There were bullies throughout Bible times. We must realize that bullies have existed in every generation. We can’t sit around wishing bullies wouldn’t exist anymore. Bullies will come and go; they will appear and disappear.

When Does a Person Become a Bully?

We’ve probably all dealt with difficult people. A lot of people may have problems, but not very many are a problem. Some, because of their problems, are difficult to help or instruct in doing the right things. But even then, their behavior is really only a symptom of the problems they’re dealing with. This kind of person is not a bully.

A bully is someone who intentionally imposes what he believes and wants on others without regard nor respect for their beliefs or views, taking advantage of them emotionally, spiritually, often financially, and sometimes physically. Jesus used these words to describe the religious bullies of His day . . . “What sorrow awaits you teachers of religious law and you Pharisees. Hypocrites! For you shut the door of the kingdom of heaven in people’s faces. You won’t go in yourselves, and you don’t let others enter either.” (Matt. 23:13, NLT).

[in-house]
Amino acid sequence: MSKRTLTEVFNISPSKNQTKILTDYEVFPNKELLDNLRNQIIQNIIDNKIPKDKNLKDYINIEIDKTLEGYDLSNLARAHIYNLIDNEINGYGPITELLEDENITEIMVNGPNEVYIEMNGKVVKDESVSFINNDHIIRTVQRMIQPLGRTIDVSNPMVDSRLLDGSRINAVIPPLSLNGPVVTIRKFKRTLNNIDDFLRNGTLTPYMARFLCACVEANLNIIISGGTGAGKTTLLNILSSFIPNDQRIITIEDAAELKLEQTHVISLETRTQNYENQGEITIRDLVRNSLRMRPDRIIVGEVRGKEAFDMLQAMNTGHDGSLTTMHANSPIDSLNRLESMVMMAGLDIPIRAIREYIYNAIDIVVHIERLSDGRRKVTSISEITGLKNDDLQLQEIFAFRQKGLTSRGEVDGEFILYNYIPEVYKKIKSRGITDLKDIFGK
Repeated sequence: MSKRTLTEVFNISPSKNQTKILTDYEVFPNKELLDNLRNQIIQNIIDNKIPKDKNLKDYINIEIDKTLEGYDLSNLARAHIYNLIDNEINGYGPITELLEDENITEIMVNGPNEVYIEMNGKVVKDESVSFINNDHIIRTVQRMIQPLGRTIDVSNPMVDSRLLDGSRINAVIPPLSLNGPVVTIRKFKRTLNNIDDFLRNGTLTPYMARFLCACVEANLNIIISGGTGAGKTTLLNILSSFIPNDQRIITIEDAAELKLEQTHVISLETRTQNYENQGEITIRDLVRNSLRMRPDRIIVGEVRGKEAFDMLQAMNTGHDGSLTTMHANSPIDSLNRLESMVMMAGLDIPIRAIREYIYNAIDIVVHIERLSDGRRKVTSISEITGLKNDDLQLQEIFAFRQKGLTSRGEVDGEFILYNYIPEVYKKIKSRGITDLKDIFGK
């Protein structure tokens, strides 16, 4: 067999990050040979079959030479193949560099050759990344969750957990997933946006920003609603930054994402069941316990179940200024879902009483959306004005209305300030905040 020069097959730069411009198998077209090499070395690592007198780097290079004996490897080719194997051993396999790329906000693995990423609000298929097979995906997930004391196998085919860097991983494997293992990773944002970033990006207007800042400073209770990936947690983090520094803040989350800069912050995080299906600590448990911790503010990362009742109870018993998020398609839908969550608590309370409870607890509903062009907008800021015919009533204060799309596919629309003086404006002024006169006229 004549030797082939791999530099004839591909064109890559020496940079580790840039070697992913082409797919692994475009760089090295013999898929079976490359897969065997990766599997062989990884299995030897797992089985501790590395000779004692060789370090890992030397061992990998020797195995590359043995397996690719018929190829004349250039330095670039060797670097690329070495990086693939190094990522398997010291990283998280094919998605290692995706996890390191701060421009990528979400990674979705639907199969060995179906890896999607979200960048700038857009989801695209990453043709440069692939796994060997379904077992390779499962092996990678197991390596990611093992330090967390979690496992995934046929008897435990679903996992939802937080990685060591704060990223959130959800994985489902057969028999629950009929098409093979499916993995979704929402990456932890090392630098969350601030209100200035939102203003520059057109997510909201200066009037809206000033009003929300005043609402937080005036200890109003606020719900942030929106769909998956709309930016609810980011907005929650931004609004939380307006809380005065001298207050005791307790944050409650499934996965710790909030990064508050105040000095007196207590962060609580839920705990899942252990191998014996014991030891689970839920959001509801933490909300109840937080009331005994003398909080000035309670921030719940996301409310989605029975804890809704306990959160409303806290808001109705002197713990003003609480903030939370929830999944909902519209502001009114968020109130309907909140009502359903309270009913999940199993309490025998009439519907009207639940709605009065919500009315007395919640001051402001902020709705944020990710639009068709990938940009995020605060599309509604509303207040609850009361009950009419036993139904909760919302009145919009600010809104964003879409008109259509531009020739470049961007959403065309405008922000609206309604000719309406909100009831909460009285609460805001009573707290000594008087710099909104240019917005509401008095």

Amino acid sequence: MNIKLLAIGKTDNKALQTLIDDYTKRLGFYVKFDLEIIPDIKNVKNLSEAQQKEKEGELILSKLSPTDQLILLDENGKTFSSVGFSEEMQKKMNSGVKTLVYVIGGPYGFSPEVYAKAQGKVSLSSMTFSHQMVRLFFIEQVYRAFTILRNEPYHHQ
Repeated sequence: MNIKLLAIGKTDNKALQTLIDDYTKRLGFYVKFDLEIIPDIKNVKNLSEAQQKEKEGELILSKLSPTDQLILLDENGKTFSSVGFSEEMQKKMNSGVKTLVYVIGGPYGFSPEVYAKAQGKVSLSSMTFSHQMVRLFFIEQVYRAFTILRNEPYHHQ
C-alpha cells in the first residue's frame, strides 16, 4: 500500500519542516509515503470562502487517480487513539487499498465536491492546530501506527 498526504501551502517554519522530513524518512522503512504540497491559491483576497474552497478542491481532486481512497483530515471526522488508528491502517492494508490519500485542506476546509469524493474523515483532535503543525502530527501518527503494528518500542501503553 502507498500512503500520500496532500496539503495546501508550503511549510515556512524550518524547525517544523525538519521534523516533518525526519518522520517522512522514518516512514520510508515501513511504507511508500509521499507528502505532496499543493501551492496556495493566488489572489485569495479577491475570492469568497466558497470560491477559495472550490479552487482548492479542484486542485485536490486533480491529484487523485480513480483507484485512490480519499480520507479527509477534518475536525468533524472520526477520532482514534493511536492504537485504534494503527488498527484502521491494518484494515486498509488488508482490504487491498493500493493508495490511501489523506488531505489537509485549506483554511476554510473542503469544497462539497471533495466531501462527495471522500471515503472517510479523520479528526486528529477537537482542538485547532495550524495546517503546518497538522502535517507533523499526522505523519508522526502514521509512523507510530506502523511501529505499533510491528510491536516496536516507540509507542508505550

Religious bullies are the people who want to argue contentiously and endlessly to impose their beliefs on others, dividing the Body of Christ with their inflated opinions and evil threats, and taking advantage of others at the expense of their well-being. Those who do not succumb to their undermining ways are quickly branded with labels like "not saved", "hateful", "intolerant", "heretic", "false teacher", or "false prophet." However, it is interesting to note that the words the accusers use are often descriptive of themselves and their own actions. Actually, some who point an accusing finger at a person who has different beliefs to label them as a heretic are often acting more heretical by their intimidation, manipulation, accusations, arguments, and divisive activity.